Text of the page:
CFIUS Lawyer in Seattle, WA

Are you a foreign entity and acquiring a U.S. business? Are you a U.S. business that is seeking foreign investment or being acquired by a foreign entity?  Are you merging with a foreign entity? If so, you should talk to the attorneys at CMM to determine if your transaction falls under the CFIUS regulations.  If it does, we can help you file your disclosures to CFIUS and guide you through the Committee’s review process and request for additional information.  If on the rare occasion CFIUS determines your transaction does present a national security risk, then let us help you draft an appropriate mitigation agreement to ensure your business can both comply with the requirements but also continue to function most effectively. Significant civil penalties up to $250,000 are imposed if at any time a company is found to have made intentionally false or grossly negligent actions.

In 2007, Congress passed the Foreign Investment and National Security Act of 2007 (Act) that was subsequently implemented by President George W. Bush via Executive Order 13456 on January 23, 2008.  The United States Department of Treasury, on behalf of the Committee on Foreign Investment in the United States (CFIUS), issues regulations implementing Section 721 of the Act. Section 721 gives the President of the United States authority, subsequently delegated to the Committee, to suspend or prohibit a transaction, by or with any foreign person that may result in control of a U.S. business by a foreign person. The primary concern of the Committee is to ensure U.S. national security is not threatened in any way by the transaction.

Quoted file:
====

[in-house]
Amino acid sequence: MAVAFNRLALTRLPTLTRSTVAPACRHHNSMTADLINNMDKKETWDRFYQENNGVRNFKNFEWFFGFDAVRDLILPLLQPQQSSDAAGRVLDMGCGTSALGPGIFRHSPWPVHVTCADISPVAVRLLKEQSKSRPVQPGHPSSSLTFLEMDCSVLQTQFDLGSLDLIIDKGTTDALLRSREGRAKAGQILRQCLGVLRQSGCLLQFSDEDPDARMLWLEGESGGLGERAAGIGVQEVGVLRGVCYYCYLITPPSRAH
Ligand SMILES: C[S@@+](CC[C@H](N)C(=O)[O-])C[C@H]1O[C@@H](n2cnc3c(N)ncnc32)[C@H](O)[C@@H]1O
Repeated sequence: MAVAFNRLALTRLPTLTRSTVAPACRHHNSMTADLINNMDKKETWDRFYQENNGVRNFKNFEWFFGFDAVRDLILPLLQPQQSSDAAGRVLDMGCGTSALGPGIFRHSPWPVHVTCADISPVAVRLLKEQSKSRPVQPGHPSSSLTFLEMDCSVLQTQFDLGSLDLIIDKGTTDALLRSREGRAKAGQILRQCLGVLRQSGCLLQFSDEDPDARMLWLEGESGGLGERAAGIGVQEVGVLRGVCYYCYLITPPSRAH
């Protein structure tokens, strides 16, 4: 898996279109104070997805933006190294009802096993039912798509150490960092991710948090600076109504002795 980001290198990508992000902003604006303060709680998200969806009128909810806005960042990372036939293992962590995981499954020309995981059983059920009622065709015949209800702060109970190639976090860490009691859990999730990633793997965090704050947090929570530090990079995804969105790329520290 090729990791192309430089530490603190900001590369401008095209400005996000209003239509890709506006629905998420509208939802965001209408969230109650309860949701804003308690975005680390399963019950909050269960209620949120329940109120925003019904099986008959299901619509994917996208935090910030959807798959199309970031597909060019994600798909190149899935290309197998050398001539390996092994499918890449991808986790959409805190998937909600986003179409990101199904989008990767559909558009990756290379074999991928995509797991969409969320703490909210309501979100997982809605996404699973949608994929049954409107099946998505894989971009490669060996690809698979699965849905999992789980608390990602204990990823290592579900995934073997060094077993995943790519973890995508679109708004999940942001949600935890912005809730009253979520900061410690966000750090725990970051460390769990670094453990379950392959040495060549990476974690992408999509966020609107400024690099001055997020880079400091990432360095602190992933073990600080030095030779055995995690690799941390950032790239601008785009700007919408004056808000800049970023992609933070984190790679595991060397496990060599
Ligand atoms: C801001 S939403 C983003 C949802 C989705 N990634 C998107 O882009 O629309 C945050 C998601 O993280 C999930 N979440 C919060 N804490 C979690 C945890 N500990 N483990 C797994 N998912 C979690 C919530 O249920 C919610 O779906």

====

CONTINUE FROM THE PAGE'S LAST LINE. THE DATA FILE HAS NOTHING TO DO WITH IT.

Therefore, any foreign or domestic entity engaged in a “covered transaction” is subject to CFIUS review under Section 721.  A “covered transaction” is any transaction (merger, acquisition or takeover) by or with any foreign entity, which could result in control of a US business by a foreign individual or company.  Foreign control is the “power, direct or indirect, whether or not exercised…to determine, direct, or decide important matters affecting an entity.” A “covered transaction” does not include, for example, a start-up investment, asset acquisition if assets acquired are not a “U.S. business”, or a lending transaction unless the foreign person has governance rights like an equity investment.  In determining foreign control, CFIUS focuses on the foreign person’s powers not the transaction form.

Should you be an international individual or company considering acquiring, merging with, or establishing a business anywhere in the United States, you should ensure you are compliant with CFIUS regulations.  Please contact the attorneys at CMM to assist you in your efforts.